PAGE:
Belfast Telegraph

Tuesday 23 September 2014

Titanic: Not always women and children first

Titanic. In this photograph of the cabinet shop, taken in 1899, a small army of cabinet-makers are at work. Photograph © National Museums Northern Ireland. Collection Harland & Wolff, Ulster Folk & Transport Museum
Titanic workers
The Titanic Building will immortalise one of history's most enduring tales

Although the women and children first rule was followed by Captain Charles Lightoller on the Titanic's starboard deck when the extent of the damage to the ship became clear, at the start it was a question of the chaps joining their women in the row to safety.

And there was a class divide. Karl Behr, a 26-year-old lawn tennis champion and lawyer, who was pursuing Helen, daughter of Mrs Beckwith who was also accompanied by her second husband, remembers J Bruce Ismay suggesting they get into a lifeboat pronto.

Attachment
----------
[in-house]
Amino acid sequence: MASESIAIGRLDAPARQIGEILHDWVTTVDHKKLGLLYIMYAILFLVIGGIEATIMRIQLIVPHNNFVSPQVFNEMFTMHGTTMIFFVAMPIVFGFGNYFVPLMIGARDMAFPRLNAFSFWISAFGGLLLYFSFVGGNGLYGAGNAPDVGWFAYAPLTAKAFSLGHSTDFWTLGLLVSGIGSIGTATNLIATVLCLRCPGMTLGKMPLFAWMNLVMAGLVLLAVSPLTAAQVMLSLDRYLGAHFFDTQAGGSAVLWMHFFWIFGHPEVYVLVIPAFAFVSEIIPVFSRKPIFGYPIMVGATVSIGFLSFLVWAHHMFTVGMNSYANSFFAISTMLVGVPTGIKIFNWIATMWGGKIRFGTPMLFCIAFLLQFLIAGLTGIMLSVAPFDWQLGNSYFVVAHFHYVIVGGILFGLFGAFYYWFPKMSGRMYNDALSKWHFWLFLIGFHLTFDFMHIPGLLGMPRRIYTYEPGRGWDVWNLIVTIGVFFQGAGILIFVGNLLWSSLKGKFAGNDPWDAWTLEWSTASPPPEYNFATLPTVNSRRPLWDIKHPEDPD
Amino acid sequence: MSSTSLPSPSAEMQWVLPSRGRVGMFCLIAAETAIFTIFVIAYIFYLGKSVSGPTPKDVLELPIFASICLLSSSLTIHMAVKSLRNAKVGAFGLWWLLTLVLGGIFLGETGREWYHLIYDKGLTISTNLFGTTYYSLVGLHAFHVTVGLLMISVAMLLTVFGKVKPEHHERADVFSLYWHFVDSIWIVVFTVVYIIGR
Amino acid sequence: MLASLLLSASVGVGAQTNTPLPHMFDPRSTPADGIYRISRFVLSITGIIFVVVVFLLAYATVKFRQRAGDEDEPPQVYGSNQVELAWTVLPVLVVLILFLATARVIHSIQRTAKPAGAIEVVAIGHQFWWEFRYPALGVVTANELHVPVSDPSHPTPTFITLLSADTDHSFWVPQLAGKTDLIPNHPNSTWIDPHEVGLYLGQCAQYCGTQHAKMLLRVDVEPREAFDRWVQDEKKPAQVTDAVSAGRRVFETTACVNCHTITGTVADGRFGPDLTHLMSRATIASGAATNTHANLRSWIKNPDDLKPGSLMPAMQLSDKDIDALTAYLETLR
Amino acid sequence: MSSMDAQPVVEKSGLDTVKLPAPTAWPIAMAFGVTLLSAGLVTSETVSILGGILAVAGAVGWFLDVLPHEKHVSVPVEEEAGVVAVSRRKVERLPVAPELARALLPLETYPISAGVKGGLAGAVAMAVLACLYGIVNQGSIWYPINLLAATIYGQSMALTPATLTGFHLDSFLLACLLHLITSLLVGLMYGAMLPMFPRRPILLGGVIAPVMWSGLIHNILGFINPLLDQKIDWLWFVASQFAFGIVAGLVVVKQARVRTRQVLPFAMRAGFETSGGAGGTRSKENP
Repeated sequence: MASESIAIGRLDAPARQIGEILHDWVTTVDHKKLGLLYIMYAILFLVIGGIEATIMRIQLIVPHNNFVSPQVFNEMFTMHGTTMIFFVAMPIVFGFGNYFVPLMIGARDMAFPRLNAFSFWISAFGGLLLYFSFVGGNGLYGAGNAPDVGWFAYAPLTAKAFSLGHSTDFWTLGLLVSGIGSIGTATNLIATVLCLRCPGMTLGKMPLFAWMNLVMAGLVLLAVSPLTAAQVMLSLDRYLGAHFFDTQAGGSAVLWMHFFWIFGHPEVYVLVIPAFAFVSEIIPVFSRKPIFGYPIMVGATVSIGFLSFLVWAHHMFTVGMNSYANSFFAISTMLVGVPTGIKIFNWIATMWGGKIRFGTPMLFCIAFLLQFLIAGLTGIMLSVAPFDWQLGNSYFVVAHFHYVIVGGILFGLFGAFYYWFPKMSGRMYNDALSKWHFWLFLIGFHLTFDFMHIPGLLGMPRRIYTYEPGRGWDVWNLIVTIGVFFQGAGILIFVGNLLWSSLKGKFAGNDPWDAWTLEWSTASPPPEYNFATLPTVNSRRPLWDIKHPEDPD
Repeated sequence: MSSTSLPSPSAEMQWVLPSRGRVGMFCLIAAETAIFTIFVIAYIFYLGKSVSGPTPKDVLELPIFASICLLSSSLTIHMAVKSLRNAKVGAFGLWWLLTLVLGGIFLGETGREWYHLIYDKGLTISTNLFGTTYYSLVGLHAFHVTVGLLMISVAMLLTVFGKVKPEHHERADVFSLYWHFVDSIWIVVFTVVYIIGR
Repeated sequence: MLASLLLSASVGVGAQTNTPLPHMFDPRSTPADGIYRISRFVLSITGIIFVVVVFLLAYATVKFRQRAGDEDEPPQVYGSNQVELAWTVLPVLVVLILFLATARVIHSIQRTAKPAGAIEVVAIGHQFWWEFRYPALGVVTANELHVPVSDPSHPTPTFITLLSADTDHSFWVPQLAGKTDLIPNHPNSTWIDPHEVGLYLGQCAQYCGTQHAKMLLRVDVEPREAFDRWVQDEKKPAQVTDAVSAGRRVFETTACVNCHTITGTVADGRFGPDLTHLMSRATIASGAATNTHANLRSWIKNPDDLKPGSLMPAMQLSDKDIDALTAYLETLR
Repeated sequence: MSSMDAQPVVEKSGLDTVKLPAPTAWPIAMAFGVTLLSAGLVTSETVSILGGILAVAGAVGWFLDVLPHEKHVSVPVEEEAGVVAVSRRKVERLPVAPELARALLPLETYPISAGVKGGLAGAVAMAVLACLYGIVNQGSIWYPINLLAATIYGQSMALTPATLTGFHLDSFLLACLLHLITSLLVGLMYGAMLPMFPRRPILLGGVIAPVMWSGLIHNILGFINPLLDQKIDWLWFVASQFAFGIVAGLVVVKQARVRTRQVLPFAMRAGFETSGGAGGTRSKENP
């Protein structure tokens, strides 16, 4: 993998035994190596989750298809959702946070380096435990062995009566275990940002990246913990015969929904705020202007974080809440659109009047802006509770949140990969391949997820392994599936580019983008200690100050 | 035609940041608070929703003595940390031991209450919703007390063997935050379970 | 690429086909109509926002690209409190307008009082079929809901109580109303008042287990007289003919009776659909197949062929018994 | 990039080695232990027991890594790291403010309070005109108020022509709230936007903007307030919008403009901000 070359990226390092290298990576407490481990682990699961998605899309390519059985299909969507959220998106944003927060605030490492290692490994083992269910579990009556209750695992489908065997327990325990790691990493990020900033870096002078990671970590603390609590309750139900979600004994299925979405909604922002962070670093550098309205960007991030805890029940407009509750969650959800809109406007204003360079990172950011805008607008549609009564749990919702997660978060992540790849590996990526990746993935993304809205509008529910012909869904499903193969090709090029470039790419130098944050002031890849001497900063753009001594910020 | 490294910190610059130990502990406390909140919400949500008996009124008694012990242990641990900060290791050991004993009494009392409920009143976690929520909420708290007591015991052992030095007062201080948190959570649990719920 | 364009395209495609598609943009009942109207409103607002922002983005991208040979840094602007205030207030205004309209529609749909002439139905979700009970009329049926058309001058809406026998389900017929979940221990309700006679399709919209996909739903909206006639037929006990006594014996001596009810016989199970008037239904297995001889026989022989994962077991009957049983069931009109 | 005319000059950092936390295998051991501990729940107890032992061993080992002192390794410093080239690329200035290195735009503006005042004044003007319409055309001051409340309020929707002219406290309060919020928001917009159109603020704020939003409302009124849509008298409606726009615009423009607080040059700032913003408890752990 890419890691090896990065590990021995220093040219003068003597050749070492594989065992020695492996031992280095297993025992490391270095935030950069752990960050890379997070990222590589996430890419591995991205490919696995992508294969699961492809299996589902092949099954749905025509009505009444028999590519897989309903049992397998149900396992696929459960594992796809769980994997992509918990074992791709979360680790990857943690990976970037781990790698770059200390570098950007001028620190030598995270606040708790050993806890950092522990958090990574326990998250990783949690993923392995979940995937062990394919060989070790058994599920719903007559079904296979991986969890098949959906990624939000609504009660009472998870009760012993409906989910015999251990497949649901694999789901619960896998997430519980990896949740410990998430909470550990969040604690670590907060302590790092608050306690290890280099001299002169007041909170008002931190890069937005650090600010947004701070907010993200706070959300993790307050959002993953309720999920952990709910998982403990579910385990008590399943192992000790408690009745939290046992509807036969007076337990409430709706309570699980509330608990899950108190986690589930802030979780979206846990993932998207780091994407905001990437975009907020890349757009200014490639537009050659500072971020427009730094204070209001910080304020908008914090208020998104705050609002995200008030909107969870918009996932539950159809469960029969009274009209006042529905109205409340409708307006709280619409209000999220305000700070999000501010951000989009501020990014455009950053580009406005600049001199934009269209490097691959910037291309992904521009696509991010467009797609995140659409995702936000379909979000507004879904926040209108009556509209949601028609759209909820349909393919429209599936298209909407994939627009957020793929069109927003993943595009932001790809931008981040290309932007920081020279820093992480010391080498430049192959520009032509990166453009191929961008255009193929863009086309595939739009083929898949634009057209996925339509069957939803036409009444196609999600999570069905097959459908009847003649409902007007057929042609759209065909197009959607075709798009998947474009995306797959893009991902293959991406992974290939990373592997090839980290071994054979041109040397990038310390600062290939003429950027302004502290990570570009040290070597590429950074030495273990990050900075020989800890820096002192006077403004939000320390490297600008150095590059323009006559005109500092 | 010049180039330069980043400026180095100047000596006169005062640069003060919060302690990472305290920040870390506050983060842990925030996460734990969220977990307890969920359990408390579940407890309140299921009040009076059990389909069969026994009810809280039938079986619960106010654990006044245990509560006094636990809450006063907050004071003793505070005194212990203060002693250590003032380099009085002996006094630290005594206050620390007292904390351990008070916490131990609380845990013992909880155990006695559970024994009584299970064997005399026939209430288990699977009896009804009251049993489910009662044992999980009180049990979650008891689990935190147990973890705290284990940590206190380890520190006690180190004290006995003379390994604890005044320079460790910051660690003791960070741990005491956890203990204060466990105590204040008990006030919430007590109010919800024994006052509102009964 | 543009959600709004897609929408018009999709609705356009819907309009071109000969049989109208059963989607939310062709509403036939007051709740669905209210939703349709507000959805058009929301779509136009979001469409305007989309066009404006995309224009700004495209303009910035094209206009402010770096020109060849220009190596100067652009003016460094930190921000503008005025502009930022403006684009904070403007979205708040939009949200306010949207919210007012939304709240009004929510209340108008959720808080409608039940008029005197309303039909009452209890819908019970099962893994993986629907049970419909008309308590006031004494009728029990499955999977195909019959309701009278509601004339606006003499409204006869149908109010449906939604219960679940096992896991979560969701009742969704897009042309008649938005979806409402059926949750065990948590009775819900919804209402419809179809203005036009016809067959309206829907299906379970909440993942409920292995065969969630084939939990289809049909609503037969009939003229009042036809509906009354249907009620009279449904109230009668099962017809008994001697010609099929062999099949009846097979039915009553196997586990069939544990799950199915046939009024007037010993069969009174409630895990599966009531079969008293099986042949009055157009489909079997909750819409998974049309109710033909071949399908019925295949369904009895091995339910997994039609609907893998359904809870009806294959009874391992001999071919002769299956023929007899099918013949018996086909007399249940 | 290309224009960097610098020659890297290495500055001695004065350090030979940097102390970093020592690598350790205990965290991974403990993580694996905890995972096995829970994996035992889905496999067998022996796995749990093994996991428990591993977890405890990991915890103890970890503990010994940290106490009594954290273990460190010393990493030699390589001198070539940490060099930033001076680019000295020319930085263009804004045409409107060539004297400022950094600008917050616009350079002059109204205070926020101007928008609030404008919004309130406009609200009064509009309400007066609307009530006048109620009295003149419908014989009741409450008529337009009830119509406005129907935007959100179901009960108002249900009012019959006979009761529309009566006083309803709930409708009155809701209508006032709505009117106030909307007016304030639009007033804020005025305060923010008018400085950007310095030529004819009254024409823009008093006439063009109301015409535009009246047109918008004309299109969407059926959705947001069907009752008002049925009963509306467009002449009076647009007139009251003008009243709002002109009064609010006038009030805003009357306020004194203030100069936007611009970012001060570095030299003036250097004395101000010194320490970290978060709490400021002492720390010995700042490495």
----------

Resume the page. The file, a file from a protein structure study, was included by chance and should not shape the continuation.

Everybody declined, thinking the risk was slight but at the second request, they acted. About to get into lifeboat no 5, Mrs Beckwith asked the crew if the men of the party could get in. They said yes, and although three husbands and fathers of women on boat no 5 stayed behind, and perished, the Beckwith party was saved. At the last minute, Dr Henry William Frauenthal, determined to join his wife Clara, jumped into the boat with his brother Isaac.

COMMENT RULES: Comments that are judged to be defamatory, abusive or in bad taste are not acceptable and contributors who consistently fall below certain criteria will be permanently blacklisted. The moderator will not enter into debate with individual contributors and the moderator’s decision is final. It is Belfast Telegraph policy to close comments on court cases, tribunals and active legal investigations. We may also close comments on articles which are being targeted for abuse. Problems with commenting? customercare@belfasttelegraph.co.uk

Nightlife Galleries

More

Latest Food and Drink News

Latest Motoring News